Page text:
Roses & Thorns: New Romance

Written by Fiona Hartley-Kroeger, GA

Romance novels have changed a lot since Janice Radway’s landmark scholarly work, Reading the Romance, first published in 1984. For one thing, they’re not just about straight white women finding fulfilment under the patriarchy. (That’s never been all that romance novels have been about.) In their exploration of many kinds of love between many kinds of people, today’s romance novels create precisely what Radway hoped for: “a place and a vocabulary with which to carry on a conversation about the meaning of…personal relations and the seemingly endless renewal of their primacy” (18). Romance is a beautiful, varied bouquet.

As the recent “romantasy” trend demonstrates, romantic plotlines and relationships are frequently central to works in other genres. Romance elements can be integral to works of literary fiction, science fiction, fantasy, mystery, horror, and much more.

In celebration of this versatile, ever-evolving genre, here are some recent favorites:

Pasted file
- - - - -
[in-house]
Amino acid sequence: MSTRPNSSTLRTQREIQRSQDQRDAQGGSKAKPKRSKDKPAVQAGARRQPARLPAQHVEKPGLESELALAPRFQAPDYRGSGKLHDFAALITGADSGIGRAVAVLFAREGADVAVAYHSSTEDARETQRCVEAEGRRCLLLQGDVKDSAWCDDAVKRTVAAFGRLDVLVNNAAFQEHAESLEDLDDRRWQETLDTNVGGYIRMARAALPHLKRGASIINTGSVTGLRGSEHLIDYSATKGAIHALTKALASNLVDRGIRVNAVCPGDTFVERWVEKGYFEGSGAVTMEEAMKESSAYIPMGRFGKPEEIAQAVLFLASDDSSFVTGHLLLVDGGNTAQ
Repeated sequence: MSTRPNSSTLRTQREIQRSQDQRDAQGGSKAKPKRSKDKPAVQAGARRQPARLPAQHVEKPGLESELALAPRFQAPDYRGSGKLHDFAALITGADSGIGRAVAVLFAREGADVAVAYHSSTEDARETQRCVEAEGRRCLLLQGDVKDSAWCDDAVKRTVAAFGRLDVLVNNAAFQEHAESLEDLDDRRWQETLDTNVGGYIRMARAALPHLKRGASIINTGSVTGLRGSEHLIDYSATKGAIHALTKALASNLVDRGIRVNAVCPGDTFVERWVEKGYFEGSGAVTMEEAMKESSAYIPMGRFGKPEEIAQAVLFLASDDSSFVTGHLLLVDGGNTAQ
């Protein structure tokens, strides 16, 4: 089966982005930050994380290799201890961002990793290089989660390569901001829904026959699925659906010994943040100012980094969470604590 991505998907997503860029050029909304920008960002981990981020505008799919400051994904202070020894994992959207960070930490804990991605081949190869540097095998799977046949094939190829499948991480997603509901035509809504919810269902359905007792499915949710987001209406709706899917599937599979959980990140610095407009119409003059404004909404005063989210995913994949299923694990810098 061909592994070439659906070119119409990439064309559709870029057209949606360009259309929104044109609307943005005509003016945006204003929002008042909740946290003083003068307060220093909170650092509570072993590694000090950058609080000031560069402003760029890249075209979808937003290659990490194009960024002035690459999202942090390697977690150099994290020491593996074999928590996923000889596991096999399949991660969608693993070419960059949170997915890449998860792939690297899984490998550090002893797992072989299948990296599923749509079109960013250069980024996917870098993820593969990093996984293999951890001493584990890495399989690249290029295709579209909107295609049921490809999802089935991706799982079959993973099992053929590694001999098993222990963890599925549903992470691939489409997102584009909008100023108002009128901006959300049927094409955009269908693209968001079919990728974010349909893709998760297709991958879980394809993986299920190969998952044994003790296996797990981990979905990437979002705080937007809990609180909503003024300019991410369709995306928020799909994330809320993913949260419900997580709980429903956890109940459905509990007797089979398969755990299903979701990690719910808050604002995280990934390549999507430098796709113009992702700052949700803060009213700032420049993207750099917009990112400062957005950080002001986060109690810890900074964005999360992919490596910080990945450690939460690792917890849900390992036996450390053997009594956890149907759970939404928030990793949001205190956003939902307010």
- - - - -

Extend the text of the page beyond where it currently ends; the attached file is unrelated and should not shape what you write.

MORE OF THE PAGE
ROSES
These novels participate in the genres of contemporary and historical romance, with strong attention to diversity and thoughtful reflection on how they distinguish themselves from their more homogenous predecessors. HEA (Happily Ever After), of course, guaranteed!

book coverAshley Herring Blake, Delilah Green Doesn’t Care

Suuuuuuure she doesn’t. Photographer Delilah Green is on the cusp of making it in New York City, with a string of pleasant one-night stands and an invitation to participate in a gallery show. Unfortunately, she’s also agreed to photograph her stepsister’s wedding in small-town Oregon. A reluctant trip to her childhood hometown unearths a wealth of complicated relationships and family hurt, but also brings the possibility of new beginnings.

 

Alyssa Cole, A Princess in Theory
Struggling epidemiology grad student Naledi is pretty sure the emails she keeps getting are unusually persistent scams. After all, what are the odds that she’s actually the long-lost betrothed of Prince Thabiso? When Thabiso shows up in New York and in her life, though, things get interesting. As a Black woman in STEM trying to get through grad school and pay off her student loans, Naledi is an instantly sympathetic heroine; the realities of her chosen path initially clash with Thabiso’s over-privileged lifestyle in a way that’s both serious and funny. His journey toward understanding her is by turns humorous and touching, and the whole thing is incredibly fun with, of course, a sweet, solid emotional core.